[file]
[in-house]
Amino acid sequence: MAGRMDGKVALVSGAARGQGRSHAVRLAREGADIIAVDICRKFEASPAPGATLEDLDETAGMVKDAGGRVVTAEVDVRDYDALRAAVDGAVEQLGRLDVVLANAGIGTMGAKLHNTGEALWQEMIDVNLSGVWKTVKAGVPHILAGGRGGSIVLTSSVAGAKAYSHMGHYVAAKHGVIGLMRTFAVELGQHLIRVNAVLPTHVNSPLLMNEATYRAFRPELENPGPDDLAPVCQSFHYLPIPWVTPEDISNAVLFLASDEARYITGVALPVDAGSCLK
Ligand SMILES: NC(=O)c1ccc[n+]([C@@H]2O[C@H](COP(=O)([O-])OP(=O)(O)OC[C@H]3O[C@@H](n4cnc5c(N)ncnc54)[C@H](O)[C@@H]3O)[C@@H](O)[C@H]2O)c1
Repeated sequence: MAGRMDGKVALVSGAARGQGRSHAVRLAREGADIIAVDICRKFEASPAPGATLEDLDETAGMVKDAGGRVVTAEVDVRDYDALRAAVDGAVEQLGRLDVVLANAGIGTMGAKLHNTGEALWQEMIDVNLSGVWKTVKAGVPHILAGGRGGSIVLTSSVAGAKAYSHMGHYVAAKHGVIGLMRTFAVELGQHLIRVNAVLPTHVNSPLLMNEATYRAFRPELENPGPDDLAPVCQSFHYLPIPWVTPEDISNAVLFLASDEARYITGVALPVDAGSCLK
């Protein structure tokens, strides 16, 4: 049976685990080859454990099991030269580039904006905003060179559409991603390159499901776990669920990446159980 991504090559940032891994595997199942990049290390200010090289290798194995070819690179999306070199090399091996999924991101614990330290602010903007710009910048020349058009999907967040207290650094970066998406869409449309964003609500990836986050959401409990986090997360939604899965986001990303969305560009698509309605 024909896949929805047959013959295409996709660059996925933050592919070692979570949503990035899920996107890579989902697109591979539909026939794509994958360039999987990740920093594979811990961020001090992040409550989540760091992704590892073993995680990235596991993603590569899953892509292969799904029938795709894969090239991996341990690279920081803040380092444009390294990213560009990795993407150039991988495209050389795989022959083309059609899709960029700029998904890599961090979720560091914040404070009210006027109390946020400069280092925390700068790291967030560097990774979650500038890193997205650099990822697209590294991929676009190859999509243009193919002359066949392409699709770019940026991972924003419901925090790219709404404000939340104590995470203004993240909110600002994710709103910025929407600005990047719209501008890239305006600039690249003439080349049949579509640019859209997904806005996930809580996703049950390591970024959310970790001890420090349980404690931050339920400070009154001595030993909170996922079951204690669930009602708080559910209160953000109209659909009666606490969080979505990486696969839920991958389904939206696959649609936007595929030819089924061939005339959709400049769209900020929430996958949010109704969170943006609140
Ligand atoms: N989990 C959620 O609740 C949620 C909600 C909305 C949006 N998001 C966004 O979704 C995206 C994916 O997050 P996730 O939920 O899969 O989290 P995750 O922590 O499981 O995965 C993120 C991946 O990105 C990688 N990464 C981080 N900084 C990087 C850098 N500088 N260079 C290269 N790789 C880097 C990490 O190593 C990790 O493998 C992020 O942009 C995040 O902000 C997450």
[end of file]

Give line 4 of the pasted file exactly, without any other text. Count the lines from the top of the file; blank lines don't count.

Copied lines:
Repeated sequence: MAGRMDGKVALVSGAARGQGRSHAVRLAREGADIIAVDICRKFEASPAPGATLEDLDETAGMVKDAGGRVVTAEVDVRDYDALRAAVDGAVEQLGRLDVVLANAGIGTMGAKLHNTGEALWQEMIDVNLSGVWKTVKAGVPHILAGGRGGSIVLTSSVAGAKAYSHMGHYVAAKHGVIGLMRTFAVELGQHLIRVNAVLPTHVNSPLLMNEATYRAFRPELENPGPDDLAPVCQSFHYLPIPWVTPEDISNAVLFLASDEARYITGVALPVDAGSCLK